Poem: “Siblings” & The Story Behind the Words


A wall-eyed young girl in a party dress
with carefully combed dark hair,
brushed tears away from a narrow pretty face
drawn with misery.

Maybe the cause was a word spoken,
or a series of them, a mentioned memory, person or place.
Maybe it was all of those things for

After giving a deliberate satisfied speech
from which she sat back with a faint smile,
her straight sighted twin regarded her dispassionately
on the warm, fine summer evening bus ride.

–Written 8 July 2014


When a few moments viewing of a young girl’s fight to hold back tears guts you, when you want to know what caused it: what words said, what fate contemplated and dreaded forthcoming. But those are things I thought afterwards as I forced my legs to move, to walk away from her, to not follow her and see how I might help, if I could help in some way.

After a long hot day at work, I was riding the same bus I usually do, standing at the back as I usually do, only occasionally watching other commuters as they intermittently moved or conversed, such things. I had vaguely noticed two young girls, probably 11 or 12 years old who sat facing each. I had noticed them mostly because of their wavy dark hair, which reminded me of my son, along with their light tan skin. “Must be twins” I said to myself, for their bearing and countenance was nearly identical.

My thoughts returned to other things. A few minutes passed, and the upcoming stop would be my own. When I glanced back at the scrolling “next stop” marquee at the front of the bus, I noticed the obvious siblings again, as one rose to get off. The “twin” who’d sat across from her didn’t move save to take off her glasses, hold her face in one hand a moment before looking back up towards the window. The dejection, the abject expression of misery on her face, in the lines of her shoulders and slope of her narrow flat chest.

The skin around her eyes were reddened, as obviously she’d been crying or about to. And her eyes, one looked down at her lap while the other wandered elsewhere, the wall-eyed condition so often mocked, which I know personally, for it runs in my family, and I’d had mine corrected as an infant. The dispassionate eyes of the standing sibling turned back to the seated twin with a trace of latent triumph. Something hurtful had been said without doubt.The wall-eyed young girl finally forced herself to move.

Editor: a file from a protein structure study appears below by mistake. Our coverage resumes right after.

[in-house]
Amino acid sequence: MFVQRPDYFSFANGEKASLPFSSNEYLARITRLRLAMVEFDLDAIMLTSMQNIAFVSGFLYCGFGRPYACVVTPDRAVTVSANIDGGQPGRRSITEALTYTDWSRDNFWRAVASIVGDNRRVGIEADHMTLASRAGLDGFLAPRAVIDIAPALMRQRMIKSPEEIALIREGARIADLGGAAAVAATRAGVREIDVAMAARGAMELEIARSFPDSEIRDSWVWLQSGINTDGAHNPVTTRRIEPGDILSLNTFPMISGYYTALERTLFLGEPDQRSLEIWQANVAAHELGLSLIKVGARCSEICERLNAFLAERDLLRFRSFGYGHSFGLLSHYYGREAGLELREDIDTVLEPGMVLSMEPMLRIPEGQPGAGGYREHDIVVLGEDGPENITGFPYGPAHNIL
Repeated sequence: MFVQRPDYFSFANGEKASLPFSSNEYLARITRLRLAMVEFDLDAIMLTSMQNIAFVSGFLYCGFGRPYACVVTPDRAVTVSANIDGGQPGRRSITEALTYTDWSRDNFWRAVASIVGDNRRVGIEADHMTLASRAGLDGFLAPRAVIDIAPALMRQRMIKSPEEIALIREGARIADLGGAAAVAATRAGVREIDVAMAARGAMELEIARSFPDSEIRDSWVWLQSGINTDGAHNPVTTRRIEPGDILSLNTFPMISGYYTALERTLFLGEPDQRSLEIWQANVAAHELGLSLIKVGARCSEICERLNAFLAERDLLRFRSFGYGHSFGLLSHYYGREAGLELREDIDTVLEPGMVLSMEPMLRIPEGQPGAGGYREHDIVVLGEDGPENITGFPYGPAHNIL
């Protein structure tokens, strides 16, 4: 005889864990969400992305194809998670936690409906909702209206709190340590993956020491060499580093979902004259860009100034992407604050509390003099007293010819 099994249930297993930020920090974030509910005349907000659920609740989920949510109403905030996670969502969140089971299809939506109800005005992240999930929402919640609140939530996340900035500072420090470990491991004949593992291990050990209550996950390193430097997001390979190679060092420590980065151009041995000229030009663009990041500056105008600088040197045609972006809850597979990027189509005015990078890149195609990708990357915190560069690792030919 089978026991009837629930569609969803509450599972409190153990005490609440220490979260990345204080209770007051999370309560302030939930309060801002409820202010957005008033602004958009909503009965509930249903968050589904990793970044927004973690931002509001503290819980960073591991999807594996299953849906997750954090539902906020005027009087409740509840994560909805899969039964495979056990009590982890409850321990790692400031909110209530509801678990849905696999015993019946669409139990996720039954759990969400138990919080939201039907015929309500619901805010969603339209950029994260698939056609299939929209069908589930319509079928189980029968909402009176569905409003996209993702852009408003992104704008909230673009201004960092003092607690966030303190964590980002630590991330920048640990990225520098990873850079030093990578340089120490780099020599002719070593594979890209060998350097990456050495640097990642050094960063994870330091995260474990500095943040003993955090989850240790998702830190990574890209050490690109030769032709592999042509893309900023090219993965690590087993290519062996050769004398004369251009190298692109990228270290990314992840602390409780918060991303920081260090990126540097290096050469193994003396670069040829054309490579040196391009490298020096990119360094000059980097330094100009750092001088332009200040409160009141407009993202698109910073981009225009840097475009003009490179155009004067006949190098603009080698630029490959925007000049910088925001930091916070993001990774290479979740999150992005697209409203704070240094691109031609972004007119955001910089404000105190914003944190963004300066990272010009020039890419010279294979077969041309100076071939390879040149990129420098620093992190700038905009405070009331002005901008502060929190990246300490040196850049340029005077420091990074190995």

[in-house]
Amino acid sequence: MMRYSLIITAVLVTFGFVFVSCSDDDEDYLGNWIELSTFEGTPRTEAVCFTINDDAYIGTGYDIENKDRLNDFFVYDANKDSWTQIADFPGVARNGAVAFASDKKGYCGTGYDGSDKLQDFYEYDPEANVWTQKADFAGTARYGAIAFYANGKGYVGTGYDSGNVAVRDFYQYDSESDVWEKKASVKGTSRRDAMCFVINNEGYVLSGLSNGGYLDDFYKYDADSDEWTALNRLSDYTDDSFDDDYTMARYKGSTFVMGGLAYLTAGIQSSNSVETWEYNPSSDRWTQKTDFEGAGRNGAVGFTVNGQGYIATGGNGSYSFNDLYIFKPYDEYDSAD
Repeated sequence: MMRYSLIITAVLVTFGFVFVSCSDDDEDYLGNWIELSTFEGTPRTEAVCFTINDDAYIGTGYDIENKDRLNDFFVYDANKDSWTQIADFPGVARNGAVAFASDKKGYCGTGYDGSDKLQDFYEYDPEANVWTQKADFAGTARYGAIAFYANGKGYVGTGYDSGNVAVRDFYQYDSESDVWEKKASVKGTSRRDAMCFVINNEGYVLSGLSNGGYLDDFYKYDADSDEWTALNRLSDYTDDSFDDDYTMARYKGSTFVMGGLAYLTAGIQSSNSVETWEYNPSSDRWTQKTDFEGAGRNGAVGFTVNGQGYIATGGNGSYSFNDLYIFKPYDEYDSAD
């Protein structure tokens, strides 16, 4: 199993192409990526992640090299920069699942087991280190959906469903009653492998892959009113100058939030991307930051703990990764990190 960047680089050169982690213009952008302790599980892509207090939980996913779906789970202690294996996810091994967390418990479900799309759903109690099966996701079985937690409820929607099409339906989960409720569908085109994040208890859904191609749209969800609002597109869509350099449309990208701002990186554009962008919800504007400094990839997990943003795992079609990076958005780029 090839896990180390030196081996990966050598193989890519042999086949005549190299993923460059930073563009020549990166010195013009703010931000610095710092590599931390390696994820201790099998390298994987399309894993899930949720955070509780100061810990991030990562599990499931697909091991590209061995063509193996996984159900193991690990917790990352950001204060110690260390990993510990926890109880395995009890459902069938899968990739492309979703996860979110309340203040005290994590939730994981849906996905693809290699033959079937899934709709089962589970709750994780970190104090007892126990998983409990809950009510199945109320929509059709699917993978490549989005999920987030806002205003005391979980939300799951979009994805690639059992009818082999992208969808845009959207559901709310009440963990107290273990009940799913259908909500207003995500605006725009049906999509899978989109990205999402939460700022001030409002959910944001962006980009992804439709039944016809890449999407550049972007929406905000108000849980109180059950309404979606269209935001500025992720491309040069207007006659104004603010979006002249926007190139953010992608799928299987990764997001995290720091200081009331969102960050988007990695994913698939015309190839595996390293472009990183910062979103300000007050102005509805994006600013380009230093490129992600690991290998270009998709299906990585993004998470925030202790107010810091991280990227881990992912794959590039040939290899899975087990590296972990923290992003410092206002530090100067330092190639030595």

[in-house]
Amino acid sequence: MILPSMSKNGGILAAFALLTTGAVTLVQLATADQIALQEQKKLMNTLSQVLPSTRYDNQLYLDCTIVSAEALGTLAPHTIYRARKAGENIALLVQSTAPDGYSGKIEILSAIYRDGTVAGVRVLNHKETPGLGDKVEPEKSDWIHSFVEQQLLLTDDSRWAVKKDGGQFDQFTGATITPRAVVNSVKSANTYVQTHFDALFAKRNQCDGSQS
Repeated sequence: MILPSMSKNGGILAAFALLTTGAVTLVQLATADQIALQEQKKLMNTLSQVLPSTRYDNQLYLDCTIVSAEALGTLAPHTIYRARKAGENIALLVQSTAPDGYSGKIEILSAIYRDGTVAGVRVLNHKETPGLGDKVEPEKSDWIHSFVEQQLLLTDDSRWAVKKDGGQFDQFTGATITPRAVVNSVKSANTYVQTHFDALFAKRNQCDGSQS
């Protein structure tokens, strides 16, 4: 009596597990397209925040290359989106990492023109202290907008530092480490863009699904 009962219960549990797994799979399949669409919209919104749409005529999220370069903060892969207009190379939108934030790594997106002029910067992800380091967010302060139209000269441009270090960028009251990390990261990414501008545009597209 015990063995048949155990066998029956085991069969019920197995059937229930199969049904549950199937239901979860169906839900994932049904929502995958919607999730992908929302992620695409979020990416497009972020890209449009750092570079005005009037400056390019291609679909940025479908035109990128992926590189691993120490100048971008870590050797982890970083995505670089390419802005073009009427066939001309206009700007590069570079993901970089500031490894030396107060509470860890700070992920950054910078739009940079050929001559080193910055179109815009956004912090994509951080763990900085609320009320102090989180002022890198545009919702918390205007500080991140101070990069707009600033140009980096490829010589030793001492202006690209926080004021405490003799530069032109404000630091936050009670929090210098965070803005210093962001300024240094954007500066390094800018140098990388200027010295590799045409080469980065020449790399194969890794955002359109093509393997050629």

As we were all getting off on the same stop, I forced myself to also move also because my body felt leaden for her hurt was so strong, so poignant, I had helplessly absorbed it. I found that I could barely walk. My legs felt numb. I didn’t want to embarass her, to look at her as she still struggled with controlling her feelings, as she dropped back behind her mother and other siblings as we waited for the crossing light. When it turned, I made myself stride ahead away from them, but as soon as I crossed the street and they moved in another direction, I dropped in pace and had to stop. I literally had to gather my composure in order to continue.

I was an often solemn child, except with certain people, seldom smiling in any photo, always somewhat removed from any grouping. I thought of myself, of what I carried in my mind and heart back at the same age, and what it did to my spirit then and sometimes now. I thought of all the things that could make that child look so hurt and alone.

It could have been any city, any bus ride, any family, any child.

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Filed under Berlin, Essays, Germany, Memories, Personal Entries, Poetry